G20 leaders get tough on cyber espionage


The G20 nations have agreed to a set of cybersecurity norms that include a prohibition of commercial espionage.

"Given growing cyber threats, we committed to a set of norms — drafted by the United States — for how governments should conduct themselves in cyberspace, including a commitment not to engage in the cyber theft of intellectual property for commercial gain," President Obama said in a press conference following the G20 Summit in Turkey on Tuesday.

"We are living in an age of Internet economy that brings both opportunities and challenges to global growth," the G20 participants said in a communique. "In the [information and communications technology] environment, just as elsewhere, states have a special responsibility to promote security, stability and economic ties with other nations. In support of that objective, we affirm that no country should conduct or support ICT-enabled theft of intellectual property, including trade secrets or other confidential business information, with the intent of providing competitive advantages to companies or commercial sectors."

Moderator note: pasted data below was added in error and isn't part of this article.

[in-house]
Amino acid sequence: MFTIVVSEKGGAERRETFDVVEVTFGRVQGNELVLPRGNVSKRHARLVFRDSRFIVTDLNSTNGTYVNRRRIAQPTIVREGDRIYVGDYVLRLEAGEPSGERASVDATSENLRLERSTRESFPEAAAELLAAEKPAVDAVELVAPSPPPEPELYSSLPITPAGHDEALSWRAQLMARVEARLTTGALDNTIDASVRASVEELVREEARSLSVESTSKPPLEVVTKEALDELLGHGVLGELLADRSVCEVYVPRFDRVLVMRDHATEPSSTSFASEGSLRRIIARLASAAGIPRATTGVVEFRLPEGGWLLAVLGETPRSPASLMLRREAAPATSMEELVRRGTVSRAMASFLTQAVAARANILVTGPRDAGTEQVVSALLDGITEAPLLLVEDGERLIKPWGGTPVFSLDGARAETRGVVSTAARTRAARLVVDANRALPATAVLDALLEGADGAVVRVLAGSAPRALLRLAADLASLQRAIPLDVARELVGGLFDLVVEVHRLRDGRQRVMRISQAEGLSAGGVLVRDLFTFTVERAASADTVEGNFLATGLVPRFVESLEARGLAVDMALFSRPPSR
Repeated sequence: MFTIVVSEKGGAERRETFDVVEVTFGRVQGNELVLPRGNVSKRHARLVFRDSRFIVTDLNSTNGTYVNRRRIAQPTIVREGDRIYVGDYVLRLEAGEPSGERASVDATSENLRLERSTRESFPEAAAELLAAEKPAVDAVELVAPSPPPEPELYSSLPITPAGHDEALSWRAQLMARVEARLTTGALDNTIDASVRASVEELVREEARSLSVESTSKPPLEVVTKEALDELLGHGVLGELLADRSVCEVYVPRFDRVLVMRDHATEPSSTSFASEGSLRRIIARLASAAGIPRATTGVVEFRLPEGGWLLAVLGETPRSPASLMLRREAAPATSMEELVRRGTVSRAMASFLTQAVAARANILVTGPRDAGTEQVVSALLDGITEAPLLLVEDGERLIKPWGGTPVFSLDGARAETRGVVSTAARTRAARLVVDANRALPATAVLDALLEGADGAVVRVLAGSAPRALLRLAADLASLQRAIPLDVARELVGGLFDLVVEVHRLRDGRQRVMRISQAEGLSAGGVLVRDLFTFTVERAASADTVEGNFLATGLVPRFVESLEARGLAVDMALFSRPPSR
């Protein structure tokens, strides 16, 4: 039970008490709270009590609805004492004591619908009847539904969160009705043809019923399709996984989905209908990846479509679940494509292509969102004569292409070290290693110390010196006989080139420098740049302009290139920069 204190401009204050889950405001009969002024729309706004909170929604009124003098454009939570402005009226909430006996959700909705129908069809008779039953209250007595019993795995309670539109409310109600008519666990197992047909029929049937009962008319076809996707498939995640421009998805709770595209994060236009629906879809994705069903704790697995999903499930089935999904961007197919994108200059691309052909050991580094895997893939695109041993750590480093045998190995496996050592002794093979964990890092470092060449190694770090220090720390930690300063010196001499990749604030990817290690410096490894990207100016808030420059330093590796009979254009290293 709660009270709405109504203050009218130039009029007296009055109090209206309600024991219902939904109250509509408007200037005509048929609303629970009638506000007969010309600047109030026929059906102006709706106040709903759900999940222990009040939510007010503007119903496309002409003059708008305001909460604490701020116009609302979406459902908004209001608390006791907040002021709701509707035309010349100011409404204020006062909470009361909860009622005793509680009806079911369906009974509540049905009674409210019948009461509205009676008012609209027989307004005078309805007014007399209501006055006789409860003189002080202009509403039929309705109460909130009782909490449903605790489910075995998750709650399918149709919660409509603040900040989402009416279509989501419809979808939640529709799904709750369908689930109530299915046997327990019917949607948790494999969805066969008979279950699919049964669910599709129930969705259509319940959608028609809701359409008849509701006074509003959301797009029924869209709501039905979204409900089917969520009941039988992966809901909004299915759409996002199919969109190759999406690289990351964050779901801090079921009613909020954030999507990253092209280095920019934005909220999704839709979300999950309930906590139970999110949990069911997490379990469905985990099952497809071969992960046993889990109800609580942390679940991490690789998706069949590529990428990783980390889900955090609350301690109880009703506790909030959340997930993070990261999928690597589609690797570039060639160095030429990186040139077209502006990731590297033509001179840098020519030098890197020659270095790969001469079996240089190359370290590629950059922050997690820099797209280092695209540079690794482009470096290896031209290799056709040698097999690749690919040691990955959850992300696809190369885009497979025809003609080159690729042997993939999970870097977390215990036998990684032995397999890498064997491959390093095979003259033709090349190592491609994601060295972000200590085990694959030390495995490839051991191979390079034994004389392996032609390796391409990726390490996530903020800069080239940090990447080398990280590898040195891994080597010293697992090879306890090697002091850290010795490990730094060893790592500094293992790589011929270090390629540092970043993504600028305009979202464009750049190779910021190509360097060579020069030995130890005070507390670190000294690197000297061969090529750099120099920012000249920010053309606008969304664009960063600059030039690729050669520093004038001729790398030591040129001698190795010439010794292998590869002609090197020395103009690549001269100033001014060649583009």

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The agreement represents a culmination of U.S.-led efforts to establish cybersecurity norms with the U.N.'s Governmental Group of Experts over the past several years. The U.S. has sought primarily to obtain agreement that countries should not damage each other's critical infrastructure; engage in commercial espionage; or obstruct emergency response teams seeking to mitigate the damage from cyberattacks.

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